I like explanations of complicated things kept short. The shorter an explanation is, the fewer words there are to be confused by. In May I talked about why the housing bubble is popping in 50 words, so let’s see if I can give the same mini-explanation for another topic which often confuses people: the Federal Reserve Fund’s interest rate and what it means to you.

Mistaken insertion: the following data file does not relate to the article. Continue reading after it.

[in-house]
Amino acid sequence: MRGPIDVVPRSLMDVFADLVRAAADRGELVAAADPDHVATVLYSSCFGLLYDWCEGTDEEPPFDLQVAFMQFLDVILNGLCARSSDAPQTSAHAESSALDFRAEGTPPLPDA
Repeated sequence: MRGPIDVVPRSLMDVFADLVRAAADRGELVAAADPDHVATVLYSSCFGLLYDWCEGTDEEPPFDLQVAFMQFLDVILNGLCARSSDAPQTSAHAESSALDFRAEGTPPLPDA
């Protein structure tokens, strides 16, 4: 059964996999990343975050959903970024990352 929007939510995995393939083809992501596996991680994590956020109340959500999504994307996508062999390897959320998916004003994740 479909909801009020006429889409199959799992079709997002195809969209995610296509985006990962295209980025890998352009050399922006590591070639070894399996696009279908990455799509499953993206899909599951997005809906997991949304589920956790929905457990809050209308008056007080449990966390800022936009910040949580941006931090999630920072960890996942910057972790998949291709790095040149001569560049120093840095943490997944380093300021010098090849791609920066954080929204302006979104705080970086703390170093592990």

By law, banks need reserves. When short, they borrow overnight from the Fed at the rate it sets (or another bank). The prime rate, at which banks offer best customers loans, hovers around Fed rate plus 3%. Fed rate high, loans costlier, economy slows; rate low, loans cheaper, economy grows.
Fifty words exactly again. Delightful!